Continuing with the cometary theme, another favorite comet photograph from the past…
I took advantage of a clear evening to do a little more driveway astrophotography. The target was comet 144P Kushida. The comet is nearly at the Zenith in the evening, very conveniently placed with ample time to take more than a few frames.
The setup was fairly typical for me, the Canon 20Da and the TV-76 shooting for over 40 minutes (10 frames at 4 min each). The frames were calibrated and stacked in Images Plus and post proccessed with Photoshop and FITS Liberator. I followed Jerry Lodgriss’ instructions for preserving and enhancing the star colors with pleasing results. I suspect I will be using this technique more in the future and star colors are something that has always frustrated me.
Since I have a CCD camera co-boresighted with the TV-76mm refractor I was able to use the CCD to take frames simultaneously. This arrangement is convenient as I can use the CCD for finding and framing the target, the field of view is very similar between the two cameras. I spent time early in the evening to carefully align the CCD to match the view in the refractor. There is also a small 10cm SCT in the setup for use as a autoguider scope, but I have not been using this lately. I suspect I will try some longer exposures of C/2007 N3 Lulin in a few days and will need the guider.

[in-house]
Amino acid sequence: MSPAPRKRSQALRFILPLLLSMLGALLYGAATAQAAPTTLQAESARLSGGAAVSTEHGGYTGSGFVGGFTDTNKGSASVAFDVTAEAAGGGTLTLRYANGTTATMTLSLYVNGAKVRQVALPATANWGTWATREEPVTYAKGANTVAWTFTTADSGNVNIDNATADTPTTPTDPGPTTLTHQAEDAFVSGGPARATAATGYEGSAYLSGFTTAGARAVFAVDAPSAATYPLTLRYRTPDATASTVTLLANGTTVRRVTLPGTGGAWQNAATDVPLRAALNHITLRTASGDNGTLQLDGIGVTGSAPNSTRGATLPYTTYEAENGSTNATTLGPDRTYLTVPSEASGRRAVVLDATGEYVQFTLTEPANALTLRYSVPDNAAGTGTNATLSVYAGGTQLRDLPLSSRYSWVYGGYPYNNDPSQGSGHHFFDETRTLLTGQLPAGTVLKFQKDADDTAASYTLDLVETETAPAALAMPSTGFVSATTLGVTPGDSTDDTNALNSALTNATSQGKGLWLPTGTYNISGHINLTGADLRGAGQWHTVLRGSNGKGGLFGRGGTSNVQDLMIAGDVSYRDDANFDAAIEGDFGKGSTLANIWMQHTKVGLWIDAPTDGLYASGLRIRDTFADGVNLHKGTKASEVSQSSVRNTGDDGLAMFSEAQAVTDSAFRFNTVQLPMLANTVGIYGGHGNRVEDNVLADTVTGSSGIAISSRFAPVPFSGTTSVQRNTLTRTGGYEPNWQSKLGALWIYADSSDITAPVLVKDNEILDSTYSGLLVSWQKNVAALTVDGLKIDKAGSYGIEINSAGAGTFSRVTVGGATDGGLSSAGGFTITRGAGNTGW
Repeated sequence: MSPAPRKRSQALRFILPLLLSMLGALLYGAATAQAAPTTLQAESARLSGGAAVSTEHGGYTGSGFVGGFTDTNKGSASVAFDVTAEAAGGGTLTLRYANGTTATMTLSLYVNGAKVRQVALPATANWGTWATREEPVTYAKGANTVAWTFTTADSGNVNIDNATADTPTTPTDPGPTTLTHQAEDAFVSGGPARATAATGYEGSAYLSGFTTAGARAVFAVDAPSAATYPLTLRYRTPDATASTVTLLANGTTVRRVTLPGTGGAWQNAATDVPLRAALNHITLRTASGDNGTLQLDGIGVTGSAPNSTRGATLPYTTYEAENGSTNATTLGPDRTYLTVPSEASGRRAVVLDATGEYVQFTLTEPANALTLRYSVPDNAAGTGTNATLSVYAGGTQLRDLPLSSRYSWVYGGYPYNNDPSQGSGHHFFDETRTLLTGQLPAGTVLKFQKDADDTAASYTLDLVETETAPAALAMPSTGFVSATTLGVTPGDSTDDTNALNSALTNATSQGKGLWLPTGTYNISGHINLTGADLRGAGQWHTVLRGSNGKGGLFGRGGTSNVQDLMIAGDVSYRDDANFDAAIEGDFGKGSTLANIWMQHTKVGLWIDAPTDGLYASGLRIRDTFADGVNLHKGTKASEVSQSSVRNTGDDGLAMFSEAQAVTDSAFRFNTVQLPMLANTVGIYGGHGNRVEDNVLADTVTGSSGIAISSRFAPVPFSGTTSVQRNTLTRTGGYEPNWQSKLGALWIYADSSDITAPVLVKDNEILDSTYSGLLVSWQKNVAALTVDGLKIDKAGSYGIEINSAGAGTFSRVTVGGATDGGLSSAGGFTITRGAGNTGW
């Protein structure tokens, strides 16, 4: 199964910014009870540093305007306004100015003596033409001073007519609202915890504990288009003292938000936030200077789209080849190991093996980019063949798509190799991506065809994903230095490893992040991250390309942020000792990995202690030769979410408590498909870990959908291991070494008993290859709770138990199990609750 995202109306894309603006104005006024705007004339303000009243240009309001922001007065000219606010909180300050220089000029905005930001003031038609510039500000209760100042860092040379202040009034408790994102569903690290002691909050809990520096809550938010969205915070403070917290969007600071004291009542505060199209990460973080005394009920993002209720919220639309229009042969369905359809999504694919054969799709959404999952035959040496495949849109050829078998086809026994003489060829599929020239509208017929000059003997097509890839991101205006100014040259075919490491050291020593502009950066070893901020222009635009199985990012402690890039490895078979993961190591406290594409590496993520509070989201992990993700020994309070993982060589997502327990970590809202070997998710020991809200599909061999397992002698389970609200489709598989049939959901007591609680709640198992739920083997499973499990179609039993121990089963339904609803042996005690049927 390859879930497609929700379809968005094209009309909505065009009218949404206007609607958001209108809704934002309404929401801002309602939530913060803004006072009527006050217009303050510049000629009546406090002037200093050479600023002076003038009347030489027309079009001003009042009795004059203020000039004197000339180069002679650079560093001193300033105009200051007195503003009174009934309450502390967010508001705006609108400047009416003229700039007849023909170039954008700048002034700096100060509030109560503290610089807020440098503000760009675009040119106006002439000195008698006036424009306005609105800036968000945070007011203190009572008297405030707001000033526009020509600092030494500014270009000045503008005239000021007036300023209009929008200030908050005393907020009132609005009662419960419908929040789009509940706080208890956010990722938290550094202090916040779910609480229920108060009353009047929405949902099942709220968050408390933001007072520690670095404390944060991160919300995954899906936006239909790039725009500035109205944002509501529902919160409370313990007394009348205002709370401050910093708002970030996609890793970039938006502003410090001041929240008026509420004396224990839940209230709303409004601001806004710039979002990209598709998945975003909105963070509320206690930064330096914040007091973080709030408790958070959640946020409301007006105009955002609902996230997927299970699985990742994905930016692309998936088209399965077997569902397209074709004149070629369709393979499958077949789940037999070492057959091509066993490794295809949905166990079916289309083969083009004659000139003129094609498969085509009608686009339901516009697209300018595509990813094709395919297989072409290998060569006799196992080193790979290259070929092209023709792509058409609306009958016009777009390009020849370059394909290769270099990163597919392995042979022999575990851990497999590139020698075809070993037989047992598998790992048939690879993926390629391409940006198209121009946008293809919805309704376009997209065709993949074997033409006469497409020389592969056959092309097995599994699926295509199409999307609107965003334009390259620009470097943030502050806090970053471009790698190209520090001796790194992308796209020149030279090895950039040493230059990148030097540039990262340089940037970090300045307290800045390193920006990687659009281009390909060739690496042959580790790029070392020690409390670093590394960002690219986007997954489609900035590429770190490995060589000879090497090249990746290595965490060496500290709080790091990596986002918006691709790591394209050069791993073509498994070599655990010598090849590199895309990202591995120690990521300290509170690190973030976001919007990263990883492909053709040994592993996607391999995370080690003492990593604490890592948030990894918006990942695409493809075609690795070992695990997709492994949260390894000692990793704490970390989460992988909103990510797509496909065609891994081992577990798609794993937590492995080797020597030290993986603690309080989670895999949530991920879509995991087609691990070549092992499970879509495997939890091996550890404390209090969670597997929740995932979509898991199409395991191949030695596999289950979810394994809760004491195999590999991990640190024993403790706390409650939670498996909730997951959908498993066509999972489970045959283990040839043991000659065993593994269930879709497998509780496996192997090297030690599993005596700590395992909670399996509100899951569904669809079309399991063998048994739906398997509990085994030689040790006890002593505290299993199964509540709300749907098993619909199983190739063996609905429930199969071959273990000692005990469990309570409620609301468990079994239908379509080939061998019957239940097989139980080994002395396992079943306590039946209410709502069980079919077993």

The comet itself was fairly straightforward, a round coma with no real tail, a slight off centered shape to the coma. The cyanogen green comes through nicely, very apparent when processing the color planes separately. It is moving fairly slowly, for the DSLR photo I aligned on the stars and only had slight issues with the comet trailing. For the CCD image I aligned the images on the comet, showing some trailing in the stars.
The CCD frames do not show any sign of a tail or other structure either. This is not surprising as 144P Kushida is usually a fairly dim comet that is bright only due to material from an outburst a couple months ago. It is not a highly active comet with jets, tail and all of the other features that can make comet photography so interesting.